Date of Award

5-2017

Document Type

Thesis

Degree Name

Master of Science (MS)

Legacy Department

Applied Sociology

Committee Member

Dr. William Haller, Committee Chair

Committee Member

Dr. Catherine Mobley

Committee Member

Dr. Sharon Nagy

Abstract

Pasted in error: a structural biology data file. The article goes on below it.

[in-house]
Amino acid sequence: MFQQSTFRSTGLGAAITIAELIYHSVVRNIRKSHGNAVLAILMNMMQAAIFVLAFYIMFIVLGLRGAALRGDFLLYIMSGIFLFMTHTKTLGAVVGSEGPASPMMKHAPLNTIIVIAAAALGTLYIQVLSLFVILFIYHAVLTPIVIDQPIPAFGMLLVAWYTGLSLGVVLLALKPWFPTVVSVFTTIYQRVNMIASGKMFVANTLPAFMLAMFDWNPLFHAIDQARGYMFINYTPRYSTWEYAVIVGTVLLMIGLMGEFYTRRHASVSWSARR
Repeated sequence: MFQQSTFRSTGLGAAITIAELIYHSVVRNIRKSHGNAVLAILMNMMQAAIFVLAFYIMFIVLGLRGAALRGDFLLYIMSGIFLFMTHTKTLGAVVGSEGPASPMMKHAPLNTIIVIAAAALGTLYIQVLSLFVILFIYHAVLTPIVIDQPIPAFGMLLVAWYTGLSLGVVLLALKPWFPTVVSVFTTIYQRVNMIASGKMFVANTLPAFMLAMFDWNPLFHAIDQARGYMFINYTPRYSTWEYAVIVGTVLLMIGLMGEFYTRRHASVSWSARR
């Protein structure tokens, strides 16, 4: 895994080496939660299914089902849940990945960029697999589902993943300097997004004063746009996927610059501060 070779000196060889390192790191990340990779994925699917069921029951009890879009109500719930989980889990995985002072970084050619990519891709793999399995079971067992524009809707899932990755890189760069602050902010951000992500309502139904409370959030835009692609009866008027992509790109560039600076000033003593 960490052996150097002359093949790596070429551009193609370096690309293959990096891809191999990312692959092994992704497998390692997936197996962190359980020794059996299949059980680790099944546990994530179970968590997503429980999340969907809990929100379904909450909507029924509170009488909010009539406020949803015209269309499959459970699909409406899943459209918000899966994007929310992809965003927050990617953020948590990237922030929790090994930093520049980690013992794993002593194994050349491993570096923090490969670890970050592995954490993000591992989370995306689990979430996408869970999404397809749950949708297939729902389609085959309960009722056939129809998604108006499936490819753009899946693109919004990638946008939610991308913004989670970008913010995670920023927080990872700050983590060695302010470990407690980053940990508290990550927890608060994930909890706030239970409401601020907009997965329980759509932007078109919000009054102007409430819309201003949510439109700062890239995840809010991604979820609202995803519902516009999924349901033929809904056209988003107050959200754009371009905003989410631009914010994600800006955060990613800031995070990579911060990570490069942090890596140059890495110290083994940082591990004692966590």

This study examines the effects of participation in study abroad on undergraduate students' engagement with racial and religious diversity to identify outcomes and patterns that support the prominent goals in higher education of promoting global learning and enhancing inclusion and diversity on university campuses. Based on the framework of intergroup contact theory, I use hierarchical regression models to analyze data from the National Survey of Student Engagement collected at Clemson University in 2013 and 2015. Among undergraduate seniors, participation in study abroad is significantly associated with greater engagement with topics related to racial and religious diversity, and engagement with diverse peers. The results corroborate previous findings that study abroad has significant effects on students' perspectives and behaviors, and suggest that the prejudice reduction effects of intergroup contact that may result from study abroad experiences generalize to subsequent interactions on students' home campuses.

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